The village of Castel del Piano, in Tuscany, is situated on the hilly spurs of Monte Amiata. The territory is characterized by the presence of olive groves and vineyards, which give an excellent oil and an excellent wine and are protected and valued respectively by the Consortium for the protection of the oil of Olivastra Seggianese and from the Montecucco Wine Trail.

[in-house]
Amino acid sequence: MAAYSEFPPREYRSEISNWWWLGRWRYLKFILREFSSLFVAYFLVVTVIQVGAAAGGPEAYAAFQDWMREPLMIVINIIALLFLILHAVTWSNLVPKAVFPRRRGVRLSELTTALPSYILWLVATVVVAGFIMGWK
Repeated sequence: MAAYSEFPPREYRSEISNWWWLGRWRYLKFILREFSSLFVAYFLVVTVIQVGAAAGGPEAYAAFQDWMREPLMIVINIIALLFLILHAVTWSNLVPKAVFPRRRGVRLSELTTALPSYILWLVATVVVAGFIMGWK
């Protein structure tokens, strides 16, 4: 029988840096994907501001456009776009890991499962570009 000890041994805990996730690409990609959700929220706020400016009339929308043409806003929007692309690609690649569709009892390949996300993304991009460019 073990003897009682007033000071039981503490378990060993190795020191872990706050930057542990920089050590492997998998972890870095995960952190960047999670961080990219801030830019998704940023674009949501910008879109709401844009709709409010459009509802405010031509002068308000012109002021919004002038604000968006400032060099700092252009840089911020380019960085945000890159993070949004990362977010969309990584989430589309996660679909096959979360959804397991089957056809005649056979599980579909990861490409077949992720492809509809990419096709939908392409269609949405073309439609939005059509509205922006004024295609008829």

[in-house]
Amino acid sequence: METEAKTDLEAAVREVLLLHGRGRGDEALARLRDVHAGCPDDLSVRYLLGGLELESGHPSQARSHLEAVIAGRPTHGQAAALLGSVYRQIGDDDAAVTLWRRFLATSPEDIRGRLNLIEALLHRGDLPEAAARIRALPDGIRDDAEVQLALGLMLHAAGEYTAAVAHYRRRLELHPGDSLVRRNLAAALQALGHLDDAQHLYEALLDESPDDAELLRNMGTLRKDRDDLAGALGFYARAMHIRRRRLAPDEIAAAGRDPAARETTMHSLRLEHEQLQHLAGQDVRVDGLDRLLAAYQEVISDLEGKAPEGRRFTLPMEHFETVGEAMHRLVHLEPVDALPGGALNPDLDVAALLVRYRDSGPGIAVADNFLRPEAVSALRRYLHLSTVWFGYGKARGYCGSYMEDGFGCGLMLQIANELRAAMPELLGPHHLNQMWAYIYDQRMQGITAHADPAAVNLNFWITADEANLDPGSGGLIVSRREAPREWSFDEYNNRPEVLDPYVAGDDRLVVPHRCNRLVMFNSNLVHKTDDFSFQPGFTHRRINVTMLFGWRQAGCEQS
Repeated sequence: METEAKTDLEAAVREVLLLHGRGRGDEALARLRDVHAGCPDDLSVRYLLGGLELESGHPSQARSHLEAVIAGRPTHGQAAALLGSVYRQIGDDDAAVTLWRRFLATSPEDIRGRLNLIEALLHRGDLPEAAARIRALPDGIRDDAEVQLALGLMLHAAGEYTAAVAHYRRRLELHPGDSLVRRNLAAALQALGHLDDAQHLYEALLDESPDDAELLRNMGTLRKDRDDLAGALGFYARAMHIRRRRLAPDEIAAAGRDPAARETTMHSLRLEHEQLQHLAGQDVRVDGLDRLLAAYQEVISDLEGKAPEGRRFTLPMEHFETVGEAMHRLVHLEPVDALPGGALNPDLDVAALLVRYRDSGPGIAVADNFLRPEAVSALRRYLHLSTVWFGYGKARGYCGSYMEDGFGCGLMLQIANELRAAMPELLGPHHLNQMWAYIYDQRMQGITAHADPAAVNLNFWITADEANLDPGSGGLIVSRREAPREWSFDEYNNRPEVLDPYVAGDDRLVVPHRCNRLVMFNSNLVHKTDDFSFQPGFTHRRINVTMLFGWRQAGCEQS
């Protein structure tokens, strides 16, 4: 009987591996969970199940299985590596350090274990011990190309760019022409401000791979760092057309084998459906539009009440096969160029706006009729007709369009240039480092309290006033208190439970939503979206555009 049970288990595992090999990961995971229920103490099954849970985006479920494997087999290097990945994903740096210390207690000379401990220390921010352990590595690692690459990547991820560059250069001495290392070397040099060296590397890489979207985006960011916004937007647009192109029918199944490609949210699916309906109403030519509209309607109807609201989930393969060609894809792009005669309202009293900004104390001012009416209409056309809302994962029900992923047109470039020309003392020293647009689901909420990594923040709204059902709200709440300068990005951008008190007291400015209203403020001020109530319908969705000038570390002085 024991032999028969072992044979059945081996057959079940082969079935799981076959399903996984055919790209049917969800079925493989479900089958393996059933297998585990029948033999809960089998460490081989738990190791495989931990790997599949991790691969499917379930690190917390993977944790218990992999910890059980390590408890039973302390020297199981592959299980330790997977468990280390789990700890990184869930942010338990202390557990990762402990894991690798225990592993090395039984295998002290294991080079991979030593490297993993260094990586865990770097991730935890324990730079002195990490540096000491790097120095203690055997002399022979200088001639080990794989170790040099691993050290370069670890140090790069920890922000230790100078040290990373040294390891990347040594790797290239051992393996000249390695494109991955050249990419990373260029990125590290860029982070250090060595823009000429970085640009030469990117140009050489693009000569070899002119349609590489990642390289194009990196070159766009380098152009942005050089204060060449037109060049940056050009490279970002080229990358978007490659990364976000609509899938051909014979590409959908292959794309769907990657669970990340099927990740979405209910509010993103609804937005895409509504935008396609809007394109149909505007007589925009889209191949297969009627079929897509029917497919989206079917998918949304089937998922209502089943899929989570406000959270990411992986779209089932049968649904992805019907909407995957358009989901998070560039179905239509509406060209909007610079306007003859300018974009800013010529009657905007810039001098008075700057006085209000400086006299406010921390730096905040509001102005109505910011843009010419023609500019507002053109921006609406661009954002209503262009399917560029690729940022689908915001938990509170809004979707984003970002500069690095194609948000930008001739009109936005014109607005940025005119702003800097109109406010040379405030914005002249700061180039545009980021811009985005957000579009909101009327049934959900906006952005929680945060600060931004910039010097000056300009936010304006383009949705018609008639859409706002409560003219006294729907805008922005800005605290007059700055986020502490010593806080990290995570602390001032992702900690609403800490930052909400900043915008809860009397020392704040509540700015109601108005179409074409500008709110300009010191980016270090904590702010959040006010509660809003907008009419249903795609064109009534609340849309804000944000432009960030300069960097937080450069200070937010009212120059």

The first witness of Castel del Piano is given by a document of the abbey of San Salvatore in the year 890, where he was appointed as Casale Plana. In 1175 it became a castle (castrum plani) of the Aldobrandeschi Counts of the Santa Fiora branch and in 1198 is called with the name of Plana Ferraria, probably due to the rocks of color ferrigno that dominate the plateau. In 1330 the Aldobrandeschi ceded to Siena half the country, that the next year was conquered definitively from the city of the Palio, after a siege controlled by the condottiere Guidoriccio da Fogliano. Castel del Piano remained under the dominion of Siena until 1559, when it was annexd by the Grand Duchy of Tuscany. In this period the town experienced a strong increase of artistic and cultural interest, with the construction of palaces and the Renaissance and particularly the presence of numerous artists who founded a real school, as the dynasty of the baroque painters Nasini. In the nineteenth century, the casteldelpianesi participated actively in the uprisings of the Risorgimento. During the second world war, Castel del Piano saw the passage of the front ally and here stood the General De Gaulle. In 1965 closed the historic facility for the production of the tannic acid, an important economic resource of the territory, but almost equal step the municipality discovered an important new resource: the winter tourism, thanks to the opening of the first ski lifts to Macinaie and the Countess, still today very frequented.